Survey

* Your assessment is very important for improving the work of artificial intelligence, which forms the content of this project

Transcript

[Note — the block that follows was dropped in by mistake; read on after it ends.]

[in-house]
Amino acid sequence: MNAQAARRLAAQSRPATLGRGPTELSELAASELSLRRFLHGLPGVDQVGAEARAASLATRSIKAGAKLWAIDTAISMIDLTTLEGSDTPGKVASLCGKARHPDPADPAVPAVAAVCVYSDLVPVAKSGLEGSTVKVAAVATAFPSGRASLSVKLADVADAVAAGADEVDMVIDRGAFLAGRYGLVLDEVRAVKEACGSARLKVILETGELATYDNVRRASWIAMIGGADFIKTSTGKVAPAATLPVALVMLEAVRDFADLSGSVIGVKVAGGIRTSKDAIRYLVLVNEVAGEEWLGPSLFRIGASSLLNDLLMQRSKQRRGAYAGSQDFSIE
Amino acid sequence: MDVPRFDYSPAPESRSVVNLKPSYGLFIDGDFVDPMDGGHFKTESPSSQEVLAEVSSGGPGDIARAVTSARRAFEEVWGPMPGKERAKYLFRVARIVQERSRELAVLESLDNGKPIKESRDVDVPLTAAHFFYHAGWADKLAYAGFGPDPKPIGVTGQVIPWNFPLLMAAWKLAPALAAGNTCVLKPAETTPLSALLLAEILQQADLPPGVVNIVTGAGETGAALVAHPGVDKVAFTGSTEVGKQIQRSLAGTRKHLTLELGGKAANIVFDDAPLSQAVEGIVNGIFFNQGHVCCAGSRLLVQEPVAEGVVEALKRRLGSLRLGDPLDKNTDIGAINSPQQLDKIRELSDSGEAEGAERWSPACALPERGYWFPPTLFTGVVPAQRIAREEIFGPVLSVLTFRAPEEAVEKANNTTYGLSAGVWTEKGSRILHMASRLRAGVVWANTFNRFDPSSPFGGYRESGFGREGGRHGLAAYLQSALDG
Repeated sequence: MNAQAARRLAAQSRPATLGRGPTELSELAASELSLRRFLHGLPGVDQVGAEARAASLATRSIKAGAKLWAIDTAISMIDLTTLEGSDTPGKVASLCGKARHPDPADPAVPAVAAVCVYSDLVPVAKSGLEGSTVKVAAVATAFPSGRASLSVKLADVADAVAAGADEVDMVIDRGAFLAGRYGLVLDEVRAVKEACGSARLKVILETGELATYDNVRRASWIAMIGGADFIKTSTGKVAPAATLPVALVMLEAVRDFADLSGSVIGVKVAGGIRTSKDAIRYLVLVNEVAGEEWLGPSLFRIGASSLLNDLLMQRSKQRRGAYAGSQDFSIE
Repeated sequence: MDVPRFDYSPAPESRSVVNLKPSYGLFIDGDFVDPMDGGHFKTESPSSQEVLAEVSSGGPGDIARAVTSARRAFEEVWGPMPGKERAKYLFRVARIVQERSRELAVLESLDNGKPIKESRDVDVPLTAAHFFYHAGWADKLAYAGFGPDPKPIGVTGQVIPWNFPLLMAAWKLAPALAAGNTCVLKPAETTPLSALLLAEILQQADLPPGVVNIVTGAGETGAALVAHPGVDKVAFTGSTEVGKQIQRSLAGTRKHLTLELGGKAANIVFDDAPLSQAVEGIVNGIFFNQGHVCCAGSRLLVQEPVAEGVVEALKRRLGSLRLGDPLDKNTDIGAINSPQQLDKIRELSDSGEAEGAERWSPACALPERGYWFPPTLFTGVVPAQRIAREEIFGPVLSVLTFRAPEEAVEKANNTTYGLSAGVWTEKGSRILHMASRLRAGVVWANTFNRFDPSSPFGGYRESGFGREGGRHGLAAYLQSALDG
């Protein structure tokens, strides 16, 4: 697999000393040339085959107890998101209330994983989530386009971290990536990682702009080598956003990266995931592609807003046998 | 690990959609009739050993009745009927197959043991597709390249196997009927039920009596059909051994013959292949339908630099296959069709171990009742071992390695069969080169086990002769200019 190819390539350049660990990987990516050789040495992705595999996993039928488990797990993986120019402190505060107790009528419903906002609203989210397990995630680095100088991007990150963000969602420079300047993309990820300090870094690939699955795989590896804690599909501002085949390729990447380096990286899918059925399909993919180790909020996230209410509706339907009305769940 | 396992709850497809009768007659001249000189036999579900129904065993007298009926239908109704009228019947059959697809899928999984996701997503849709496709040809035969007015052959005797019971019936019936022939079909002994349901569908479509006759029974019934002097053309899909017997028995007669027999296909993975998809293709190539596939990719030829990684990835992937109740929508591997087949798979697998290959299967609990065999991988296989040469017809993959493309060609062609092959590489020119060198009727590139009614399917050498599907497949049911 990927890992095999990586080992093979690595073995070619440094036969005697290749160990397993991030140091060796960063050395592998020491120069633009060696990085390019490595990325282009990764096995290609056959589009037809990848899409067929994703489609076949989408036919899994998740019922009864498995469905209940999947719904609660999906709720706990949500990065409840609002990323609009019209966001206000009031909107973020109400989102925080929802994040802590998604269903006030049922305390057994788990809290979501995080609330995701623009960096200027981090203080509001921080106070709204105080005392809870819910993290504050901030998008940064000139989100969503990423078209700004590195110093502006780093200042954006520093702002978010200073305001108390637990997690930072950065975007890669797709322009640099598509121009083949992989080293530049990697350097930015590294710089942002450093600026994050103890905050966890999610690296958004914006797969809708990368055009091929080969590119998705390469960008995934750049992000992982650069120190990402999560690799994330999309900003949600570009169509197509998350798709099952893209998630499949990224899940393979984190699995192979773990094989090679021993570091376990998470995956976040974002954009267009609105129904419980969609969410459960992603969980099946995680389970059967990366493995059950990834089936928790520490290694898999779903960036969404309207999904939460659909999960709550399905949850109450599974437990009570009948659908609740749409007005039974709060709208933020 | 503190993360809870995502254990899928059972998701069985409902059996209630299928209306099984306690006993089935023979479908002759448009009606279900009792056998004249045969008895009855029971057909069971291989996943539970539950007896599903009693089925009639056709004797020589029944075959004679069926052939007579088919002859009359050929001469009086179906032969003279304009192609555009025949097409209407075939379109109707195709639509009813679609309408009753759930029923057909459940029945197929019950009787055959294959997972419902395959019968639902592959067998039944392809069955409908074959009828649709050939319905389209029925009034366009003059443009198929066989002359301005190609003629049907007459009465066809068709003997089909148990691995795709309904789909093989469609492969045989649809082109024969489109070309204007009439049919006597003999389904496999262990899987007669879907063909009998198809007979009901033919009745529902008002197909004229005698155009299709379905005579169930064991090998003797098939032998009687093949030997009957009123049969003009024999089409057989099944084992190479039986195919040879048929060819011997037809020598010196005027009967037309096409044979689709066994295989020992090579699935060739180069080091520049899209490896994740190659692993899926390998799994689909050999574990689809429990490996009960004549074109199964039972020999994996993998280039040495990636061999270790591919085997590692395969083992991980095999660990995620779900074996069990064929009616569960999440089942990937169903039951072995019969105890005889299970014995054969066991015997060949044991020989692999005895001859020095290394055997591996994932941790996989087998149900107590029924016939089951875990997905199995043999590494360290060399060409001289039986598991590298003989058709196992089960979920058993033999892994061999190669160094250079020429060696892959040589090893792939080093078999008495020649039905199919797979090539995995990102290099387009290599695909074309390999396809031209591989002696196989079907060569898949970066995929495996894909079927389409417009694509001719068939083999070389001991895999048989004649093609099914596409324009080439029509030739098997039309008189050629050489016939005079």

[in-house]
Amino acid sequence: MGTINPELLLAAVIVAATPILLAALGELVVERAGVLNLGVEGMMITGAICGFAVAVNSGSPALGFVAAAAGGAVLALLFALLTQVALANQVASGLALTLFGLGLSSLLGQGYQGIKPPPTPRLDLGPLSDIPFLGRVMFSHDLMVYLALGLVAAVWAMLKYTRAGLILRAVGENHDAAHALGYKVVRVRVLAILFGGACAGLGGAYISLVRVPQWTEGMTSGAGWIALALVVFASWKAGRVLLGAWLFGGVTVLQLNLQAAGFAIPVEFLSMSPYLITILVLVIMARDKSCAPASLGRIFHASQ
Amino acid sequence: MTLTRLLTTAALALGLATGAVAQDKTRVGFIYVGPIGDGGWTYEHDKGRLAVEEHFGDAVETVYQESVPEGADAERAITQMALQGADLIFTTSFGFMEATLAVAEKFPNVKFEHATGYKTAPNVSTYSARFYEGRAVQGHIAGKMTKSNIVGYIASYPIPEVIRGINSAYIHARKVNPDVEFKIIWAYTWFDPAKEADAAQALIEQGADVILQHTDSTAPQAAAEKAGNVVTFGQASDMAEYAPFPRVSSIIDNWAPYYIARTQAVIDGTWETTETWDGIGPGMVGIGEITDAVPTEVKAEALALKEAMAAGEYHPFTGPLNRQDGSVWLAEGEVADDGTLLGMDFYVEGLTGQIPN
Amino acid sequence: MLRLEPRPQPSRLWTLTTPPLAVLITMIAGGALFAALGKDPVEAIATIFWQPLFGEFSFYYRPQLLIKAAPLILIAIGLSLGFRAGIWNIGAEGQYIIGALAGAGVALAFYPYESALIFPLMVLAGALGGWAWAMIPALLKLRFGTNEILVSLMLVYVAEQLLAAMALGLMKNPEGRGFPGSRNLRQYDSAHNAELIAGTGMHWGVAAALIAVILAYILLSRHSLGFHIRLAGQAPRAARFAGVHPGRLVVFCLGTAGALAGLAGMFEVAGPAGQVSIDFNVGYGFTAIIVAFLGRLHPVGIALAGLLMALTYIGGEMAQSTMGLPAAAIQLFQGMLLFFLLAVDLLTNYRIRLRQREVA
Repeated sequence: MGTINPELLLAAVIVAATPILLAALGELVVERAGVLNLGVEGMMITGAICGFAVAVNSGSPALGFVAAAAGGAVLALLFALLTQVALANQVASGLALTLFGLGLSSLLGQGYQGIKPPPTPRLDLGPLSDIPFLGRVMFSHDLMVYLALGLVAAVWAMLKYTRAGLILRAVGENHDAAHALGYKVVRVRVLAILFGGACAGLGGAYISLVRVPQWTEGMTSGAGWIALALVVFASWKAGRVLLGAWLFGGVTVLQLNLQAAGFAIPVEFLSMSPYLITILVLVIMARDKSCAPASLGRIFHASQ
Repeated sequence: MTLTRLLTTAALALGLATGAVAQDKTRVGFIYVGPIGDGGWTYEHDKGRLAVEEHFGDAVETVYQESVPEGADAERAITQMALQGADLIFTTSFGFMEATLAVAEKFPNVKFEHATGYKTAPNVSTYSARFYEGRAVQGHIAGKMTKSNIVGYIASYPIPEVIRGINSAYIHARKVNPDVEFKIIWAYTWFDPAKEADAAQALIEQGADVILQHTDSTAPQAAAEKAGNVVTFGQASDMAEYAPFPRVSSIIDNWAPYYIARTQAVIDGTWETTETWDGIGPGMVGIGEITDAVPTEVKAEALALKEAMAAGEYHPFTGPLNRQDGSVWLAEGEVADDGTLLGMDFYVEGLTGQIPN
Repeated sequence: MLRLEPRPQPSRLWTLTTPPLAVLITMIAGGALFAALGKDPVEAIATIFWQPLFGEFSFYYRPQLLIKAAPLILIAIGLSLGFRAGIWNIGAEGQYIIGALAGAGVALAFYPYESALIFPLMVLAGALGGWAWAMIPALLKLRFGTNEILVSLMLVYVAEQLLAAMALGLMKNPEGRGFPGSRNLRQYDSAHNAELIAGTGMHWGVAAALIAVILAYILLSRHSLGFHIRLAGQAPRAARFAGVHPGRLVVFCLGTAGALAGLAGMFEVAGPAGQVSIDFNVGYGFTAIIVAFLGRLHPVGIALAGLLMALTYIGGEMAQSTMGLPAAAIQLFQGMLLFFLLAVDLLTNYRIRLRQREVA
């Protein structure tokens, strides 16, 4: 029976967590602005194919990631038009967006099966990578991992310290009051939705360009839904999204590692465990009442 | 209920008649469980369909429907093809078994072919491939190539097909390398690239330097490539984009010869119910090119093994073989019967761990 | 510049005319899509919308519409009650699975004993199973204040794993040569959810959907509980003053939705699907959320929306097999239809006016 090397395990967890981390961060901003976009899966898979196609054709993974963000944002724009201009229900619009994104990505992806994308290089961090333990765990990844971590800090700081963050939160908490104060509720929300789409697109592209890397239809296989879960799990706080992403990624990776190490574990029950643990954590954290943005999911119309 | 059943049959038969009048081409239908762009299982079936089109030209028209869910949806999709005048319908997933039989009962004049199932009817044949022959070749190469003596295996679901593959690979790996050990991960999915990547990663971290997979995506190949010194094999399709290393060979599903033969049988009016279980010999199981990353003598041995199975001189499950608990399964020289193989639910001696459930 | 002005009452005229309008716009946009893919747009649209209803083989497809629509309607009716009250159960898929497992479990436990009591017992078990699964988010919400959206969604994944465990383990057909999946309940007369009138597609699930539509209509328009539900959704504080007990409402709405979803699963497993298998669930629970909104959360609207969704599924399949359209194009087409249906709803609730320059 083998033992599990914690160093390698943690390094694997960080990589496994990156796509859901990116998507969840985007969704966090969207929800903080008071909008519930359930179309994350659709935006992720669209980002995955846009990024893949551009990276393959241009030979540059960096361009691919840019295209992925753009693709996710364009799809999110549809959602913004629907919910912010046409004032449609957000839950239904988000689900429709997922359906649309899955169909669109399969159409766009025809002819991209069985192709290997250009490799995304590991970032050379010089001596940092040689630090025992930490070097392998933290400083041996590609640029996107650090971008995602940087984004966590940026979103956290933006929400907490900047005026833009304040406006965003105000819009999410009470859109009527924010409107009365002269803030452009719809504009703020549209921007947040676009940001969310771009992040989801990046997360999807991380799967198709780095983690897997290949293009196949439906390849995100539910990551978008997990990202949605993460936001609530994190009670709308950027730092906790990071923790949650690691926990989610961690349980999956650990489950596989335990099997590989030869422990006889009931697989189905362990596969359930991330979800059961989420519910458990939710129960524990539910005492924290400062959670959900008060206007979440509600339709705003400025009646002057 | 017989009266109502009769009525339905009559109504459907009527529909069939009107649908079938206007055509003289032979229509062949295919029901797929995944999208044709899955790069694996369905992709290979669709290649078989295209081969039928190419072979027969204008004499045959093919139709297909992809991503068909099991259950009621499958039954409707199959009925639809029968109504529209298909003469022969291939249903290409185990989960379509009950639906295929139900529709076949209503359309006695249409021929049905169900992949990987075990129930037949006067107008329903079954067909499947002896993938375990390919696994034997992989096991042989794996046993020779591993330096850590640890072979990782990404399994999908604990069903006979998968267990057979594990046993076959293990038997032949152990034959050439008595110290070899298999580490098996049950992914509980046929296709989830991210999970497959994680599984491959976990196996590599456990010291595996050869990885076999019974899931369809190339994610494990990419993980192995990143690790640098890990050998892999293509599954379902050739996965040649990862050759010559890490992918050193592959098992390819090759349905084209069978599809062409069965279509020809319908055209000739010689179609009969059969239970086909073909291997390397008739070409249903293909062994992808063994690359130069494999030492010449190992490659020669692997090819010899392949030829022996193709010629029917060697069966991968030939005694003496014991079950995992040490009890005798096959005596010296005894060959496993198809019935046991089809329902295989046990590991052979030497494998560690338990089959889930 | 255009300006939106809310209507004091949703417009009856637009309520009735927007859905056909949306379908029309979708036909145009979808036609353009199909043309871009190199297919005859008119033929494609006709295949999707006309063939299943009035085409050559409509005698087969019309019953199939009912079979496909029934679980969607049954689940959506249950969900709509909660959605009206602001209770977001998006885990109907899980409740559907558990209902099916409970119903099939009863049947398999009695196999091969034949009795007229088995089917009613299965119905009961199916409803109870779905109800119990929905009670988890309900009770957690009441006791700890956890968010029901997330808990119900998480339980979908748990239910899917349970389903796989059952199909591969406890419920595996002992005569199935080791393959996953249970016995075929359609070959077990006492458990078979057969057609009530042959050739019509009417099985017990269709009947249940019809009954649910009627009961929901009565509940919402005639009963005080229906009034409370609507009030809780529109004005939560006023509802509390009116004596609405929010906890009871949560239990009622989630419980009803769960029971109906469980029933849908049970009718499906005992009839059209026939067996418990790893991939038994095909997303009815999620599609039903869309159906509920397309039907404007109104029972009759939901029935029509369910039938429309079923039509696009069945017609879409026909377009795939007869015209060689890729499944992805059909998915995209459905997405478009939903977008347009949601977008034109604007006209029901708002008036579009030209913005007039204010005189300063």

MASSACHUSETTS INSTITUTE OF TECHNOLOGY Department of Physics Physics 8.01 Fall 2012 Problem Set 11 Simple Harmonic Motion Solutions Problem 1: Isolating a Building from Earthquake Damage a) Consider two circles of equal radius R that are offset such that the length of the line segment BC is equal to the radius of the circle R and the length of the line segment AB is equal to x . Determine an expression for the distance, !h , that the centers of the circles have been displaced along the vertical axis, in terms of R and x . b) What is !h when x << R ? Note that when x << R , (1 ! x 2 / R 2 )1/2 ! 1 ! x 2 / 2R 2 . c) In 1993, to try to protect its historic courthouse from damage due to earthquakes, the city of San Francisco designed a special foundation. The building rests on N identical supports. Each support has a small diameter spherical cap anchored to the ground resting in an inverted spherical cup of radius R attached to the building. As a result, if the building undergoes a small horizontal displacement x , explain why the building rises by an amount !h " x 2 / 2R as shown in the diagram. Hint: use your result form part b). d) Assume that there is no friction. Find the differential equation which describes the dynamics of small displacements x(t) of the center of the cups from the centers of the caps. Your equation may contain as parameters some or all of the quantities N, R, the mass of the building M, and the acceleration of gravity g. e) A sudden shock sets the building moving with the initial conditions x(0) = 0 and vx (0) = v0 . Find an expression for x(t) for all subsequent times. Solution: Problem 2: Two Oscillating Springs The left side of an object of mass m is attached to a spring of spring constant k . The other side of the spring is fixed to a wall. The right side of the object is attached to a spring of spring constant 2k . The other side of the spring is fixed to a wall a distance 3l from the first wall. Both springs have equilibrium length 2l . Express your answers to the following questions in terms of m , k , and l as needed. a) When the object is in equilibrium, what is the distance, le , between the object and the left wall? b) Find the differential equation governing the horizontal displacement from the equilibrium position of the object x(t) . Assume that the block does not hit either wall. ! c) At t = 0 , the object is released at x = x0 with an initial velocity v 0 = !v0 î , v0 > 0 . Find the subsequent location of the object from equilibrium as a function of time x(t) . Solution: Problem 3 Journey to the Center of the Earth Energy Method Imagine that one drilled a hole straight through the center of the earth of mass M e and radius Re . The gravitational force on an object of mass m located inside the earth a distance r < Re from the center is due only to the mass of the earth that lies within a solid sphere of radius r . The universal gravitation constant is G . Assume the earth is of uniform mass density. a) What is the potential energy inside the earth as a function of r for the object-earth system? Can you think of a natural point to choose a zero point for the potential energy? Be careful because you will need to do a work integral to determine the change in potential energy when the object moves inside the earth and the gravitation force is no longer an inverse square when the object is inside the earth. b) Use energy considerations to find the velocity of the object when it passes through the center of the earth. c) Use energy considerations to show that the object of mass m undergoes simple harmonic motion. Solution: a) The gravitational force on an object of mass m at a distance r from the center of the Earth is given by ! Gmmenc (1) FG = ! r̂ r2 where menc is the mass enclosed in the sphere of radius r . In terms of the (uniform) mass density, 4 (2) menc = ! " r 3 . 3 The mass density is given by me (3) != (4 / 3)" re 3 And the mass enclosed is Me M er 3 3 . (4) menc = (4 / 3)! r = (4 / 3)! Re3 Re3 Therefore the gravitational force on the object of mass m when it is a distance r from the center of the earth is given by ! Gmmenc m Me FG = ! r̂ = !G r r̂ . 2 r Re3 (5) The definition of the change in potential energy between two points a distance r0 from the center of the earth with r0 < re and a distance rf from the center of the Earth with r f < re is B !U system r r f ! m Me m Me f 1 m Me 2 " = " $ Fgrav # d r = " $ "G r r̂ # dr r̂ = G r dr = G (r f " r02 ) .(6) $ 3 3 3 2 Re Re r0 Re A r0 Choose r0 = 0 as a zero reference point for the potential energy, U(r0 = 0) = 0 , and let r f = r represent any point a distance r from the center of the earth with r < re . The above change in potential energy is between these two points is then given by U (r) = 1 m Me 2 G r . 2 Re3 (7) If we release the object from rest at the surface of the earth, the initial mechanical energy is all potential energy and is given by Ei = U (re ) = Gm M e 2Re3 Re2 = Gm M e 2Re When the object reaches the center of the earth, the mechanical energy is all kinetic energy, 1 E f = K f = mvc2 . 2 (8) (9) Since there are no external forces acting on the system, there is no external work done on (or by the system), the mechanical energy is constant, Ei = E f (10) and Gm M e 2Re = 1 mv 2 . 2 c (11) The radial component of the velocity vr ,c just before the object reaches the center of the earth is then vr ,c = ! GM e Re . (12) Note we choose “just before” so that the velocity is radially inward in polar coordinates; there is no well-defined radial direction when the object is located at the origin. b) At an arbitrary time t , the energy of the object is given by E= 1 m Me 2 1 G r + mv 2 . 2 2 Re3 (13) We now set the time derivative of the energy (Eq. (13)) equal to zero 0= m M e dr dE dv =G r + mv . 3 dt dt dt Re (14) After factoring Eq. (14) becomes Me dr d 2r 0 = m (G 3 r + 2 ) . dt Re dt (15) The nontrivial solution to Eq. (15) occurs when 0=G Me Re3 r+ d 2r . dt 2 (16) This is the simple harmonic oscillator equation. If the object is released from rest at the surface of the earth, the position of the object up to the time it reaches the center of the earth (remember, the radius r cannot be negative) is given by (17) r(t) = Re cos (! 0t ) , 0 " t " T / 4 , where the angular frequency of oscillation is !0 = GM e Re3 The radial component of the velocity of the object during the same time is (18) GM e $ 2# ' $ 2# ' vr (t) = !" 0 Re sin & t) = ! sin & t . % T ( % T )( Re (19) As a check, when t = T / 4 , cos((2! / T )t) = cos(! / 2) = 0 ; hence the object is at the center of the earth. Also, sin((2! / T )t) = sin(! / 2) = 1 and the radial component of the velocity at the center of the earth is given by vr ,c = vr (T / 4) = ! in agreement with Eq. (12) GM e Re , (20) Problem 4: Oscillating and Rolling Attach a solid cylinder of mass M and radius R to a horizontal massless spring with spring constant k so that it can roll without slipping along a horizontal surface. If the system is released from rest at a position in which the spring is stretched by an amount x0 what is the find the period of simple harmonic motion for the center of mass of the cylinder? Solution: The energy of the rolling cylinder and spring system is 1 1 1 " d! % 2 E = Mvcm + I cm $ ' + kx 2 # dt & 2 2 2 2 where x is the amount of stretch or compress of the spring, I cm = is rolling without slipping 1 MR 2 ,and because it 2 d! vcm . = dt R Therefore the energy is 2 1 1 1 3 1 !v $ 2 2 E = Mvcm + MR 2 # cm & + kx 2 = Mvcm + kx 2 . " R% 2 4 2 4 2 The energy is constant so 0= dE 3 dv 1 dx 3 d2x = 2Mvcm cm + k2x = vcm ( M 2 + kx) dt 4 dt 2 dt 2 dt Because vcm is non-zero most of the time, the displacement of the spring satisfies a simple harmonic oscillator equation d 2 x 2k + x =0. dt 2 3M Hence the period is 2! 3M . T= = 2! "0 2k Problem 5 Bullet-Spring Collision A massless spring with spring constant k is attached at one end of a block of mass M that is resting on a frictionless horizontal table. The other end of the spring is fixed to a wall. A bullet of mass mb is fired into the block from the left with a speed v0 and comes to rest in the block. (Assume that this happens instantaneously). How fast is the block moving immediately after the bullet comes to rest? The resulting motion of the block and bullet is simple harmonic motion. a) Find the amplitude of the resulting simple harmonic motion. b) How long does it take the block to first return to the position x = 0 ? c) What fraction of the original kinetic energy of the bullet is stored in the harmonic oscillator? Now suppose that instead of sliding on a frictionless table during the resulting motion, the block is acted on by the spring and a weak friction force of constant magnitude f . Suppose that when the block first returned to the position x = 0 , the speed of the block was found to be one half the speed immediately after the collision that you found in part (a). d) How far did the block travel? (Your answer may include the symbol va , the speed of the block immediately after the bullet comes to rest, whether or not you have answered part (a) correctly.) Solution: The collision is completely inelastic so mbv0 = (mb + M )va (1) Thus the speed immediately after the collision is va = mb v (mb + M ) 0 (2) The energy of the spring-object system is constant since there are no external work done on the system (no fricition), therefore 1 1 2 (mb + M )va 2 = kxmax 2 2 (3) where the maximum displacement xmax = (mb + M ) va = k 1 mv k(mb + M ) b 0 (4) is the amplitude of the simple harmonic motion. Alternatively, the position of the system is given by the solution to the simple harmonic equation: x(t) = Acos ! t + Bsin ! t (5) where the angular frequency is given by != k mb + M The x-component of the velocity is given by (6) vx (t) = !" Asin " t + " B cos " t At t = 0 , x(t = 0) = A = 0 , and vx (t = 0) = ! B = B= 1 mb v0 = ! (mb + M ) (7) mb v0 , so (mb + M ) mb + M mb v0 = k (mb + M ) 1 mb v0 k(mb + M ) (8) The system reaches maximum amplitude when ! t = " / 2 . Thus from eq. (5) x(t = ! / 2" ) = Bsin(! / 2) = B = 1 mv . k(mb + M ) b 0 (9) (b) It takes the block half a period to return to the position x = 0 . The period is 2! mb + M = 2! " k (10) T ! mb + M = =! 2 " k (11) T= So the block returns to x = 0 at time t1 = c) The energy in the spring-bullet-block system is given by 2 ! mb $ 1 ! mb $ 1 1 mb 2 2 Ea = (mb + M )va = v0 2 = # m v = & # m + M & Kb b 0 2 2 (mb + M ) " mb + M % 2 " b % (12) where the kinetic energy of the bullet before the collision is 1 mbv0 2 (13) 2 So the fraction of the original kinetic energy of the bullet that is stored in the harmonic oscillator is the ratio mb / (mb + M ) . Kb = d) The work done by the friction force is given by W = ! fd (14) where d is the distance traveled by the system. This work is equal to the change in kinetic energy of the spring-bullet-block system, W = E1 ! Ea (15) The energy when the block returns to x = 0 is 2 !v $ $ 1 1 1! 1 E1 = (mb + M ) # a & = # (mb + M )va 2 & = Ea 2 4" 2 % 4 " 2% So Eq. (15) becomes ! fd = 2 % 1 3 3" 1 3 mb Ea ! Ea = ! Ea = ! $ (mb + M )va 2 ' = ! v0 2 4 4 4# 2 8 (mb + M ) & (16) (17) We can now solve for the distance traveled by the system mb2 3 d= v02 . 8 (mb + M ) f (18) Problem 6: Physical Pendulum A rigid body is composed of a uniform disk (mass m , radius R ) and a uniform rod (mass m , length D ) that is rigidly fixed to the center of the disk. This body is pivoted about the center of the disk around a horizontal axis that is perpendicular to the plane of the page. Assume the pivot is frictionless and the acceleration due to gravity is g . a) Find the moment of inertia I pivot about the pivot point. b) Suppose the pendulum is swinging freely back and forth. Write down an expression for the angular acceleration about the pivot point. You may leave your answer in terms of m , g , R , I pivot , D and the angle ! as needed. c) Suppose the angle ! is small throughout the motion. That is, you may assume sin ! " ! and cos ! " 1 . What is the period for this pendulum? Express your answer in terms of m , R , D , g and I pivot . d) Now suppose there is no restriction on the value of ! (it can be large). What is the minimum angular speed ! min that the pendulum should have at the bottom of its swing so that the pendulum can revolve completely around the pivot point? Solution: a) From the parallel axis theorem, or a handy formula sheet, the moment of inertia of the rod about the pivot point is I rod, pivot = mD 2 / 3 . The pivot is the center of the disc, so I disc, pivot = mR 2 / 2 and the total moment of inertial about the pivot is I pivot = m(R 2 / 2 + D 2 / 3) . b) The weight of the disc (and any contact force between the disc bearings and the pendulum) exert no torque, and the torque exerted by the weight of the rod, directed into the page in the figure, is ! = mg ( D / 2)sin " . The angular acceleration is then !=" # I pivot =" mg(D / 2)sin $ g sin $ , =" 2 2 2 m(R / 2 + D / 3) R / D + 2D / 3 with the negative signs indicating a restoring torque. c) The square of the frequency of small oscillations is given by the negative of the term multiplying sin ! in part (b), and so the period of small oscillations is T = 2! R2 / D + 2D / 3 . g d) Without the small angle approximation, this part of the problem cannot be solved directly by using torques; energy considerations must be use. At the bottom of the swing, 2 the kinetic energy is (1/ 2)I pivot! min and to just make it around the pivot point, the kinetic energy at the top should be taken to be zero. Note that the center of mass of the disc does not move, so in going from the bottom to the top, the change in gravitational potential energy is due only to the change in height of the center of mass of the rod and hence increased by !U = mgD . Therefore setting the change in kinetic energy equal to the negative of the change in potential energy, 1 2 I pivot!min = mgD 2 . mgD 2 gD 2 !min = = 2 I pivot R / 2 + D 2 / 3 Therefore the angular speed is ! min = 2gD . R / 2 + D2 / 3 2 (1) Problem 7 Oscillating Bar A bar of mass m and negligible height is lying horizontally across and perpendicular to a pair of counter rotating rollers as shown in the figure. The rollers are separated by a distance D . There is a coefficient of kinetic friction µ k between each roller and the bar. Assume that the bar remains horizontal and never comes off the rollers, and that its speed is always less than the surface speed of the rollers. a) Find the normal forces N L and N R exerted by the left and right rollers on the bar when the center of the bar is displaced a distance x from the position midway between the rollers. b) Find the differential equation governing the horizontal displacement of the bar x(t) . c) The bar is released from rest at x = x0 at t = 0 . Find the subsequent location of the center of the bar, x(t) . Solution: a) b) ! ! Use F = ma in the horizontal direction. Solution: Problem 8: Small Oscillations The force of interaction between a particle of mass m1 and a second particle of mass m2 separated by a distance r is given by an attractive gravitational force and a repulsive force that is proportional to r !3 , with a proportionality constant C , F (r ) = ! Gm1m2 1 +C 3 , 2 r r where C is a positive constant. a) Choose your zero point for potential energy at infinity. If the masses start off an infinite distance apart and are then moved until they are a distance r apart, what is the potential r ! ! energy difference U (r ) " U (!) = " $ F # dr ? ! b) What is the distance r0 between the two masses when they are in stable equilibrium? What is the value of the potential energy U (r0 ) at stable equilibrium? c) Calculate the angular frequency of small oscillations about the stable equilibrium position. d) For a fixed value of energy, U (r0 ) < E < 0 , find the closest distance and furthest distance between the particles.